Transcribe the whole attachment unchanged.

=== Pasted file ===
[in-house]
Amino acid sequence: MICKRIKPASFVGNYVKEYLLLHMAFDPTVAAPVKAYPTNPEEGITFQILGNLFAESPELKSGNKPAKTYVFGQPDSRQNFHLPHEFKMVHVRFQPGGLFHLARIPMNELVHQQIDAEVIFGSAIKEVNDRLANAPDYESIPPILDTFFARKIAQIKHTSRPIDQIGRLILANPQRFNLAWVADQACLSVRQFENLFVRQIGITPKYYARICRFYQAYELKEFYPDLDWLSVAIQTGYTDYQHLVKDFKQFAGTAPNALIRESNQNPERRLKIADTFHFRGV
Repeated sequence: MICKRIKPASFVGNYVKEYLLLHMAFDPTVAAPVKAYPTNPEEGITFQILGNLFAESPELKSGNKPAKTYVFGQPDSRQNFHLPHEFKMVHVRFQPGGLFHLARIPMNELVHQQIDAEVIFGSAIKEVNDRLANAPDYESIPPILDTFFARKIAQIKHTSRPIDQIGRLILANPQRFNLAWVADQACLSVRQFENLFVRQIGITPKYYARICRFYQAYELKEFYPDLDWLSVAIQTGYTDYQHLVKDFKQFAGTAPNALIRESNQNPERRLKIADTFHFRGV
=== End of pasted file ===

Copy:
[in-house]
Amino acid sequence: MICKRIKPASFVGNYVKEYLLLHMAFDPTVAAPVKAYPTNPEEGITFQILGNLFAESPELKSGNKPAKTYVFGQPDSRQNFHLPHEFKMVHVRFQPGGLFHLARIPMNELVHQQIDAEVIFGSAIKEVNDRLANAPDYESIPPILDTFFARKIAQIKHTSRPIDQIGRLILANPQRFNLAWVADQACLSVRQFENLFVRQIGITPKYYARICRFYQAYELKEFYPDLDWLSVAIQTGYTDYQHLVKDFKQFAGTAPNALIRESNQNPERRLKIADTFHFRGV
Repeated sequence: MICKRIKPASFVGNYVKEYLLLHMAFDPTVAAPVKAYPTNPEEGITFQILGNLFAESPELKSGNKPAKTYVFGQPDSRQNFHLPHEFKMVHVRFQPGGLFHLARIPMNELVHQQIDAEVIFGSAIKEVNDRLANAPDYESIPPILDTFFARKIAQIKHTSRPIDQIGRLILANPQRFNLAWVADQACLSVRQFENLFVRQIGITPKYYARICRFYQAYELKEFYPDLDWLSVAIQTGYTDYQHLVKDFKQFAGTAPNALIRESNQNPERRLKIADTFHFRGV